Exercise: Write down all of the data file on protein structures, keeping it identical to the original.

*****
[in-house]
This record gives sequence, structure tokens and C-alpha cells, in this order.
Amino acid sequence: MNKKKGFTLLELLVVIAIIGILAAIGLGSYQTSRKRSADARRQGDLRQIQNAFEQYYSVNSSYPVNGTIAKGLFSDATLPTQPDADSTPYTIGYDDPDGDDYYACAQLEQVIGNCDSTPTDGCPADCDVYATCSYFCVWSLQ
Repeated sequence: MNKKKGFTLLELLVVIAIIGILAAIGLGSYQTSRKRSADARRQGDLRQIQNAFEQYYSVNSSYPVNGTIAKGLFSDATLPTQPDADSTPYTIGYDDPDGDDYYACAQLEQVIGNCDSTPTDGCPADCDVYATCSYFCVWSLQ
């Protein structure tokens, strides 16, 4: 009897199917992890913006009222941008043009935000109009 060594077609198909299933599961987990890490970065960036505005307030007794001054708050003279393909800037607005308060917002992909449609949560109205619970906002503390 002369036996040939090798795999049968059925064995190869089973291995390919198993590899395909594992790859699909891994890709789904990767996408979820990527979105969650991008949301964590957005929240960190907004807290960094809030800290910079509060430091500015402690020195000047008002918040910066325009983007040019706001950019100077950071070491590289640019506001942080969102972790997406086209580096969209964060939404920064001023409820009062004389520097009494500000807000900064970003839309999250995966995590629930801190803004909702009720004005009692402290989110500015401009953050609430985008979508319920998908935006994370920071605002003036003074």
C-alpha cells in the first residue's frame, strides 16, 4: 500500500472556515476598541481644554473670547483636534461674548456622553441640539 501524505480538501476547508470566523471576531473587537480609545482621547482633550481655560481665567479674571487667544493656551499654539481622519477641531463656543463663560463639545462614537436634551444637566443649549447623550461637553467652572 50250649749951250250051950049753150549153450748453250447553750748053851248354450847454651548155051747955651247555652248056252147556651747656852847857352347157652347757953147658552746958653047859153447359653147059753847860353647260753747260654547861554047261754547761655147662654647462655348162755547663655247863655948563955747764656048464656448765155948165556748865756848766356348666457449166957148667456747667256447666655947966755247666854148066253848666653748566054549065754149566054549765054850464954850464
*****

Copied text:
[in-house]
This record gives sequence, structure tokens and C-alpha cells, in this order.
Amino acid sequence: MNKKKGFTLLELLVVIAIIGILAAIGLGSYQTSRKRSADARRQGDLRQIQNAFEQYYSVNSSYPVNGTIAKGLFSDATLPTQPDADSTPYTIGYDDPDGDDYYACAQLEQVIGNCDSTPTDGCPADCDVYATCSYFCVWSLQ
Repeated sequence: MNKKKGFTLLELLVVIAIIGILAAIGLGSYQTSRKRSADARRQGDLRQIQNAFEQYYSVNSSYPVNGTIAKGLFSDATLPTQPDADSTPYTIGYDDPDGDDYYACAQLEQVIGNCDSTPTDGCPADCDVYATCSYFCVWSLQ
């Protein structure tokens, strides 16, 4: 009897199917992890913006009222941008043009935000109009 060594077609198909299933599961987990890490970065960036505005307030007794001054708050003279393909800037607005308060917002992909449609949560109205619970906002503390 002369036996040939090798795999049968059925064995190869089973291995390919198993590899395909594992790859699909891994890709789904990767996408979820990527979105969650991008949301964590957005929240960190907004807290960094809030800290910079509060430091500015402690020195000047008002918040910066325009983007040019706001950019100077950071070491590289640019506001942080969102972790997406086209580096969209964060939404920064001023409820009062004389520097009494500000807000900064970003839309999250995966995590629930801190803004909702009720004005009692402290989110500015401009953050609430985008979508319920998908935006994370920071605002003036003074």
C-alpha cells in the first residue's frame, strides 16, 4: 500500500472556515476598541481644554473670547483636534461674548456622553441640539 501524505480538501476547508470566523471576531473587537480609545482621547482633550481655560481665567479674571487667544493656551499654539481622519477641531463656543463663560463639545462614537436634551444637566443649549447623550461637553467652572 50250649749951250250051950049753150549153450748453250447553750748053851248354450847454651548155051747955651247555652248056252147556651747656852847857352347157652347757953147658552746958653047859153447359653147059753847860353647260753747260654547861554047261754547761655147662654647462655348162755547663655247863655948563955747764656048464656448765155948165556748865756848766356348666457449166957148667456747667256447666655947966755247666854148066253848666653748566054549065754149566054549765054850464954850464